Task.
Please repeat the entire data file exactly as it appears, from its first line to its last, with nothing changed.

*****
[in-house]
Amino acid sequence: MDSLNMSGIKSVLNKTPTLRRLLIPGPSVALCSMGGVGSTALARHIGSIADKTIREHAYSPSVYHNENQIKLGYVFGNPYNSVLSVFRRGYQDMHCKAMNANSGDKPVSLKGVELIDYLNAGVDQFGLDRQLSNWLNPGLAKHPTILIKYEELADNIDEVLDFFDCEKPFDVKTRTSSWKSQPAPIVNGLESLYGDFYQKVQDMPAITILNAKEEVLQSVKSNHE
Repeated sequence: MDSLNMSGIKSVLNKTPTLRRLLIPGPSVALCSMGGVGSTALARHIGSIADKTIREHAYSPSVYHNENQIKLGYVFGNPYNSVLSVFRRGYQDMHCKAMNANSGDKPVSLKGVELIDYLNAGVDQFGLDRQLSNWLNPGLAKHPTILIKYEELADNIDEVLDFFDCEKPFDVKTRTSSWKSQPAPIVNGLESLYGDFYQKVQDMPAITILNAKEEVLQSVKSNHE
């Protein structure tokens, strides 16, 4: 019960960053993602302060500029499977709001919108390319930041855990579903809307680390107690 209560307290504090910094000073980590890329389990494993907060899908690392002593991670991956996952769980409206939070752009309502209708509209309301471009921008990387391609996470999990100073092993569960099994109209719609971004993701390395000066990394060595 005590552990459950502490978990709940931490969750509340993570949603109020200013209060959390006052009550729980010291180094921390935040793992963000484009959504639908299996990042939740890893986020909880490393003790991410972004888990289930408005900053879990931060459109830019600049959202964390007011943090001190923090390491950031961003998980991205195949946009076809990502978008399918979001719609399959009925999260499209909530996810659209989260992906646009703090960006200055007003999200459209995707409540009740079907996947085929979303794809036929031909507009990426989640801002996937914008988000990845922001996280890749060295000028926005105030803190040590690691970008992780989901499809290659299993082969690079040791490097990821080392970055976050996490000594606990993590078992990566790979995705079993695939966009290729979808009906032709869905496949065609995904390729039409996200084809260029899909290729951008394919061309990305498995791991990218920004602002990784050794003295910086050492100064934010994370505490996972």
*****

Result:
[in-house]
Amino acid sequence: MDSLNMSGIKSVLNKTPTLRRLLIPGPSVALCSMGGVGSTALARHIGSIADKTIREHAYSPSVYHNENQIKLGYVFGNPYNSVLSVFRRGYQDMHCKAMNANSGDKPVSLKGVELIDYLNAGVDQFGLDRQLSNWLNPGLAKHPTILIKYEELADNIDEVLDFFDCEKPFDVKTRTSSWKSQPAPIVNGLESLYGDFYQKVQDMPAITILNAKEEVLQSVKSNHE
Repeated sequence: MDSLNMSGIKSVLNKTPTLRRLLIPGPSVALCSMGGVGSTALARHIGSIADKTIREHAYSPSVYHNENQIKLGYVFGNPYNSVLSVFRRGYQDMHCKAMNANSGDKPVSLKGVELIDYLNAGVDQFGLDRQLSNWLNPGLAKHPTILIKYEELADNIDEVLDFFDCEKPFDVKTRTSSWKSQPAPIVNGLESLYGDFYQKVQDMPAITILNAKEEVLQSVKSNHE
């Protein structure tokens, strides 16, 4: 019960960053993602302060500029499977709001919108390319930041855990579903809307680390107690 209560307290504090910094000073980590890329389990494993907060899908690392002593991670991956996952769980409206939070752009309502209708509209309301471009921008990387391609996470999990100073092993569960099994109209719609971004993701390395000066990394060595 005590552990459950502490978990709940931490969750509340993570949603109020200013209060959390006052009550729980010291180094921390935040793992963000484009959504639908299996990042939740890893986020909880490393003790991410972004888990289930408005900053879990931060459109830019600049959202964390007011943090001190923090390491950031961003998980991205195949946009076809990502978008399918979001719609399959009925999260499209909530996810659209989260992906646009703090960006200055007003999200459209995707409540009740079907996947085929979303794809036929031909507009990426989640801002996937914008988000990845922001996280890749060295000028926005105030803190040590690691970008992780989901499809290659299993082969690079040791490097990821080392970055976050996490000594606990993590078992990566790979995705079993695939966009290729979808009906032709869905496949065609995904390729039409996200084809260029899909290729951008394919061309990305498995791991990218920004602002990784050794003295910086050492100064934010994370505490996972």